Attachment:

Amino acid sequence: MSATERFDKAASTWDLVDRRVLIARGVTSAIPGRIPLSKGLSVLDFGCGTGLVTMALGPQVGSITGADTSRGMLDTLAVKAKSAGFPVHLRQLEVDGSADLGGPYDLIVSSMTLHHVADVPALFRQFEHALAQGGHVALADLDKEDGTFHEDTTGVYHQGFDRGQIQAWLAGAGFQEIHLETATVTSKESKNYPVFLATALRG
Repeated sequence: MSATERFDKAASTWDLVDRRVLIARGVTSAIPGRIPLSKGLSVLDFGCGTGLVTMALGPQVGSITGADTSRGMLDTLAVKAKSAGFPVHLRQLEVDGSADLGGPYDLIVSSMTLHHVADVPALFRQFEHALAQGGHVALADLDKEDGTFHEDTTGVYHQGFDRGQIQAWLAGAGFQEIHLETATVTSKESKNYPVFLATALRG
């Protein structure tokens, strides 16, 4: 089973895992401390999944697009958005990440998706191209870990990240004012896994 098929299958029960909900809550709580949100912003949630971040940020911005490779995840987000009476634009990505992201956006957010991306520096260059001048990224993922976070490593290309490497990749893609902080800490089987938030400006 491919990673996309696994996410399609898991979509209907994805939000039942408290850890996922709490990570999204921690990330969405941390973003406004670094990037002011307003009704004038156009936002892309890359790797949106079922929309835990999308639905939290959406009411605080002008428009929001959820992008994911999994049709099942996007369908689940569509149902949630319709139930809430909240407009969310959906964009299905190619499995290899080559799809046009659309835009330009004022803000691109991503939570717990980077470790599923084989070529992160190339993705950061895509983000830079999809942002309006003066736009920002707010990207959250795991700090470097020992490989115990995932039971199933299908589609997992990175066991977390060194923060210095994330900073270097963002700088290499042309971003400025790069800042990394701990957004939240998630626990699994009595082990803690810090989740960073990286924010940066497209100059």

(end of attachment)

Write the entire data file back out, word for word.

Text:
Amino acid sequence: MSATERFDKAASTWDLVDRRVLIARGVTSAIPGRIPLSKGLSVLDFGCGTGLVTMALGPQVGSITGADTSRGMLDTLAVKAKSAGFPVHLRQLEVDGSADLGGPYDLIVSSMTLHHVADVPALFRQFEHALAQGGHVALADLDKEDGTFHEDTTGVYHQGFDRGQIQAWLAGAGFQEIHLETATVTSKESKNYPVFLATALRG
Repeated sequence: MSATERFDKAASTWDLVDRRVLIARGVTSAIPGRIPLSKGLSVLDFGCGTGLVTMALGPQVGSITGADTSRGMLDTLAVKAKSAGFPVHLRQLEVDGSADLGGPYDLIVSSMTLHHVADVPALFRQFEHALAQGGHVALADLDKEDGTFHEDTTGVYHQGFDRGQIQAWLAGAGFQEIHLETATVTSKESKNYPVFLATALRG
């Protein structure tokens, strides 16, 4: 089973895992401390999944697009958005990440998706191209870990990240004012896994 098929299958029960909900809550709580949100912003949630971040940020911005490779995840987000009476634009990505992201956006957010991306520096260059001048990224993922976070490593290309490497990749893609902080800490089987938030400006 491919990673996309696994996410399609898991979509209907994805939000039942408290850890996922709490990570999204921690990330969405941390973003406004670094990037002011307003009704004038156009936002892309890359790797949106079922929309835990999308639905939290959406009411605080002008428009929001959820992008994911999994049709099942996007369908689940569509149902949630319709139930809430909240407009969310959906964009299905190619499995290899080559799809046009659309835009330009004022803000691109991503939570717990980077470790599923084989070529992160190339993705950061895509983000830079999809942002309006003066736009920002707010990207959250795991700090470097020992490989115990995932039971199933299908589609997992990175066991977390060194923060210095994330900073270097963002700088290499042309971003400025790069800042990394701990957004939240998630626990699994009595082990803690810090989740960073990286924010940066497209100059």